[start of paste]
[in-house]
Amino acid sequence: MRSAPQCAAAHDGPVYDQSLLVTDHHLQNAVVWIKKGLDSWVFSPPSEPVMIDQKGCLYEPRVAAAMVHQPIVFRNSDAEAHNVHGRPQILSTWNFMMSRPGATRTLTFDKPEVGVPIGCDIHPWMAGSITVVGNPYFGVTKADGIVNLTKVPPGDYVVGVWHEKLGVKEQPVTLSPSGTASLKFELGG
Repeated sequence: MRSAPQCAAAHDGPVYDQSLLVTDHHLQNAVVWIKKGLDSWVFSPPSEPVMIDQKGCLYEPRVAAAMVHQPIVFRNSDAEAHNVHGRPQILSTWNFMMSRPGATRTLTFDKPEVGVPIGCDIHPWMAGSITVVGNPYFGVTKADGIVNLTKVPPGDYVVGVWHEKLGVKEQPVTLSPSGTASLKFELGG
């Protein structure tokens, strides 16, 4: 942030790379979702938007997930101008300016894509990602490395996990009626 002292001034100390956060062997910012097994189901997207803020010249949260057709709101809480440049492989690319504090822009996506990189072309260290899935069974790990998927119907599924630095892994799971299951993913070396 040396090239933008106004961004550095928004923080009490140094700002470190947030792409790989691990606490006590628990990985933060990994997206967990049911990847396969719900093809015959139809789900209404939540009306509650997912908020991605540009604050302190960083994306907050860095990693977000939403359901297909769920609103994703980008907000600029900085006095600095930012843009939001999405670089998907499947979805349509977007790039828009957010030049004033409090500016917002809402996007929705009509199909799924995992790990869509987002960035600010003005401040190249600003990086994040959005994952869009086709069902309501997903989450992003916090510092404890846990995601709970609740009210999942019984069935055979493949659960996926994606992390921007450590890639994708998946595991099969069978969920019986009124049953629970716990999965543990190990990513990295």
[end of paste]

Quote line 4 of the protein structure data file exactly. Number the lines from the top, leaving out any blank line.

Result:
């Protein structure tokens, strides 16, 4: 942030790379979702938007997930101008300016894509990602490395996990009626 002292001034100390956060062997910012097994189901997207803020010249949260057709709101809480440049492989690319504090822009996506990189072309260290899935069974790990998927119907599924630095892994799971299951993913070396 040396090239933008106004961004550095928004923080009490140094700002470190947030792409790989691990606490006590628990990985933060990994997206967990049911990847396969719900093809015959139809789900209404939540009306509650997912908020991605540009604050302190960083994306907050860095990693977000939403359901297909769920609103994703980008907000600029900085006095600095930012843009939001999405670089998907499947979805349509977007790039828009957010030049004033409090500016917002809402996007929705009509199909799924995992790990869509987002960035600010003005401040190249600003990086994040959005994952869009086709069902309501997903989450992003916090510092404890846990995601709970609740009210999942019984069935055979493949659960996926994606992390921007450590890639994708998946595991099969069978969920019986009124049953629970716990999965543990190990990513990295």